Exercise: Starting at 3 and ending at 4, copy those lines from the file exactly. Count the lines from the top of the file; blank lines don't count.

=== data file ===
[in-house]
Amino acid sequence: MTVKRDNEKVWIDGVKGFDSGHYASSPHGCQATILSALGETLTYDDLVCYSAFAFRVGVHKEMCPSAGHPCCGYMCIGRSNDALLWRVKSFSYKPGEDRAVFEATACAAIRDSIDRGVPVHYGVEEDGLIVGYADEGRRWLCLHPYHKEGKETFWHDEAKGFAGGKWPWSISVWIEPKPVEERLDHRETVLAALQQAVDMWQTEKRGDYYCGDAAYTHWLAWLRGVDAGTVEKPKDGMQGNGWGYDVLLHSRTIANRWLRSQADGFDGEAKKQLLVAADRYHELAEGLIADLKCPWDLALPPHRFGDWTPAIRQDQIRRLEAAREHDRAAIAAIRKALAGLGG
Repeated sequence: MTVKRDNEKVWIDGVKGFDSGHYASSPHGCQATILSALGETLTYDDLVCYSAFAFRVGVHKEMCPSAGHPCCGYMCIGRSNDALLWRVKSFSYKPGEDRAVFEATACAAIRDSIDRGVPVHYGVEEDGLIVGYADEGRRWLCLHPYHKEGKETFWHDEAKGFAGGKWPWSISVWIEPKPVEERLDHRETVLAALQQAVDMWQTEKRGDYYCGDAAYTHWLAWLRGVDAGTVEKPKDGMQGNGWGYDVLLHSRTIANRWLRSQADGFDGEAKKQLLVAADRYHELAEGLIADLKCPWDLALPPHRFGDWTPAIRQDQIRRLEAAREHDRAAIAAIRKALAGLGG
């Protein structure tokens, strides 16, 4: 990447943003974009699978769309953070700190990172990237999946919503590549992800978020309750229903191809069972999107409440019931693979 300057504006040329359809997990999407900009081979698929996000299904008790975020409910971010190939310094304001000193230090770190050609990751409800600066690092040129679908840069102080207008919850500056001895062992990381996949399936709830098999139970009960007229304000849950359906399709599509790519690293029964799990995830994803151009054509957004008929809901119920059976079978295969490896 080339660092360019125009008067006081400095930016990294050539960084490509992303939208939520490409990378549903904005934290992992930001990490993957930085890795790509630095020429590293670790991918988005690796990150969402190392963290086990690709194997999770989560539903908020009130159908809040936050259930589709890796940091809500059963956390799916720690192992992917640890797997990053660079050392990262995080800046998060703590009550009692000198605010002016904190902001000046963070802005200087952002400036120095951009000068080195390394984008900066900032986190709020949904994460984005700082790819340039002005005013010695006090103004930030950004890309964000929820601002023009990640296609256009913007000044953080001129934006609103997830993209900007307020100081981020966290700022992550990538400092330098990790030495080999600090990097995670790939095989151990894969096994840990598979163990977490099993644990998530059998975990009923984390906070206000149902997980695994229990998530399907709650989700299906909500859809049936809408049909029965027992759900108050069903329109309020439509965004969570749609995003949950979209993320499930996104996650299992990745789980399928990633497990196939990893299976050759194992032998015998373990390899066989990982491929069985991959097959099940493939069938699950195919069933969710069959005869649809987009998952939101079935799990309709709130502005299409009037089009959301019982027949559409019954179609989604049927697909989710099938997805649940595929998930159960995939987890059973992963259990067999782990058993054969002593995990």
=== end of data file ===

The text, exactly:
Repeated sequence: MTVKRDNEKVWIDGVKGFDSGHYASSPHGCQATILSALGETLTYDDLVCYSAFAFRVGVHKEMCPSAGHPCCGYMCIGRSNDALLWRVKSFSYKPGEDRAVFEATACAAIRDSIDRGVPVHYGVEEDGLIVGYADEGRRWLCLHPYHKEGKETFWHDEAKGFAGGKWPWSISVWIEPKPVEERLDHRETVLAALQQAVDMWQTEKRGDYYCGDAAYTHWLAWLRGVDAGTVEKPKDGMQGNGWGYDVLLHSRTIANRWLRSQADGFDGEAKKQLLVAADRYHELAEGLIADLKCPWDLALPPHRFGDWTPAIRQDQIRRLEAAREHDRAAIAAIRKALAGLGG
């Protein structure tokens, strides 16, 4: 990447943003974009699978769309953070700190990172990237999946919503590549992800978020309750229903191809069972999107409440019931693979 300057504006040329359809997990999407900009081979698929996000299904008790975020409910971010190939310094304001000193230090770190050609990751409800600066690092040129679908840069102080207008919850500056001895062992990381996949399936709830098999139970009960007229304000849950359906399709599509790519690293029964799990995830994803151009054509957004008929809901119920059976079978295969490896 080339660092360019125009008067006081400095930016990294050539960084490509992303939208939520490409990378549903904005934290992992930001990490993957930085890795790509630095020429590293670790991918988005690796990150969402190392963290086990690709194997999770989560539903908020009130159908809040936050259930589709890796940091809500059963956390799916720690192992992917640890797997990053660079050392990262995080800046998060703590009550009692000198605010002016904190902001000046963070802005200087952002400036120095951009000068080195390394984008900066900032986190709020949904994460984005700082790819340039002005005013010695006090103004930030950004890309964000929820601002023009990640296609256009913007000044953080001129934006609103997830993209900007307020100081981020966290700022992550990538400092330098990790030495080999600090990097995670790939095989151990894969096994840990598979163990977490099993644990998530059998975990009923984390906070206000149902997980695994229990998530399907709650989700299906909500859809049936809408049909029965027992759900108050069903329109309020439509965004969570749609995003949950979209993320499930996104996650299992990745789980399928990633497990196939990893299976050759194992032998015998373990390899066989990982491929069985991959097959099940493939069938699950195919069933969710069959005869649809987009998952939101079935799990309709709130502005299409009037089009959301019982027949559409019954179609989604049927697909989710099938997805649940595929998930159960995939987890059973992963259990067999782990058993054969002593995990």